It’s lame to blame officials for outcomes of games, but Packers fans have a legitimate gripe after losing to the Vikings.
While the Green Bay Packers didn’t lose on Sunday, a horrendous call against Clay Matthews paved the way for a tie. Everyone will be talking about how both Daniel Carlson and Mason Crosby both missed crucial field goals that would have won the game for their teams, it was a roughing the passer penalty that caused led to the madness.
Late in the game, with the Vikings on the ropes, Kirk Cousins threw an awful interception that would have sealed the deal for Green Bay. Instead, Minnesota kept the ball because Clay Matthews was flagged for roughing Cousins.
Here’s the hit, which seemed to be nothing more than Matthews tackling Cousins.
Do not hit quarterbacks high. Do not hit quarterbacks low. Do not hit them in the midriff. Roughing the passer on Clay Matthews. pic.twitter.com/pFyMnXxqxG
— Ollie Connolly (@OllieConnolly) September 16, 2018
By the old rules, this isn’t a roughing the passer call. But because the new rule penalizes defenders who drive a quarterback into the ground — or tackle in a way that can be perceived as such — it’s an illegal play.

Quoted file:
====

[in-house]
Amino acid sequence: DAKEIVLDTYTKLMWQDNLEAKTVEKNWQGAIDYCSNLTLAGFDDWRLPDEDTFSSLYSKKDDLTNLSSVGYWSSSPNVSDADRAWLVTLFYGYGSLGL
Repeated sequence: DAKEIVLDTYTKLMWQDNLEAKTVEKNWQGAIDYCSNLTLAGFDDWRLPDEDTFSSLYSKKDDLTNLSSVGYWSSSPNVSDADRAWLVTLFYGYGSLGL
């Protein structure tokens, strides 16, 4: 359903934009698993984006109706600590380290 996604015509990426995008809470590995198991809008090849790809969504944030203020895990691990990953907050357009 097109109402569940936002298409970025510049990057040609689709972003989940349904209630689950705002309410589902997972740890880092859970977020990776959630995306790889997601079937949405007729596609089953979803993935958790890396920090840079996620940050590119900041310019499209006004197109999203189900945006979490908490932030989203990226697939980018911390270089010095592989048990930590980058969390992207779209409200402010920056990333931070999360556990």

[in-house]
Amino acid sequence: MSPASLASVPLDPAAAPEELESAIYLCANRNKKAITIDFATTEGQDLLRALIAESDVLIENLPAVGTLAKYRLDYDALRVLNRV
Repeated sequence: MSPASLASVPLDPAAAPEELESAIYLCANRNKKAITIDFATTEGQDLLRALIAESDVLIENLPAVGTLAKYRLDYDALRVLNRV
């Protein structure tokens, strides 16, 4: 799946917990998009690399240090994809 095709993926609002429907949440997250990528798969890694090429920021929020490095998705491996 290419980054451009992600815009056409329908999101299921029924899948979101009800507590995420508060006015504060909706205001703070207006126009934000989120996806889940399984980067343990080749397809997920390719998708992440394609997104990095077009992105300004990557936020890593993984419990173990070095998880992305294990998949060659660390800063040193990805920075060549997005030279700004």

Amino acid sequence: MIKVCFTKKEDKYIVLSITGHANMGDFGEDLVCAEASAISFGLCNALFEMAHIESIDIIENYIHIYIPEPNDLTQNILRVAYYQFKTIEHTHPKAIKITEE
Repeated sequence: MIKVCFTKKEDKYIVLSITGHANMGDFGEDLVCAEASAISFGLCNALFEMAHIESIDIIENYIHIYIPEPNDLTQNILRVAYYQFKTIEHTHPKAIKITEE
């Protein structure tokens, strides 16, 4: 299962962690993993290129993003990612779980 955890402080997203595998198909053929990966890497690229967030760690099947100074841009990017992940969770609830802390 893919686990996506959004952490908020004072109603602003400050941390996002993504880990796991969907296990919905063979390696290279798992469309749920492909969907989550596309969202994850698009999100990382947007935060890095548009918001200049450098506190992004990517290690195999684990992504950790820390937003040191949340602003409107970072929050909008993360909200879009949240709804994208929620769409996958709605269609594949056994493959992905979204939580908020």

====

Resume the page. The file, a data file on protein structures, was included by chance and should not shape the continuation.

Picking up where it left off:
Rather than the game ending on that play, Minnesota drove down the field to tie the game. To be fair, the Packers defense failed to stop the Vikings from scoring a touchdown and then a two-point conversion to tie things up, so calling out the Matthews penalty isn’t the strongest leg to stand on. But the game should have ended with that interception and it shouldn’t have been allowed to continue because of a penalty.
This isn’t the first time the new rules protecting quarterbacks have become an issue. Like the controversial catch rule, this seems to be the next evolution of fan frustration with the NFL. Green Bay blew that drive, but it should have never been allowed to get that far down the line.
A tie isn’t as bad as losing a divisional game, but penalties like this are going to be a fountain of frustration for fans across the league all season long.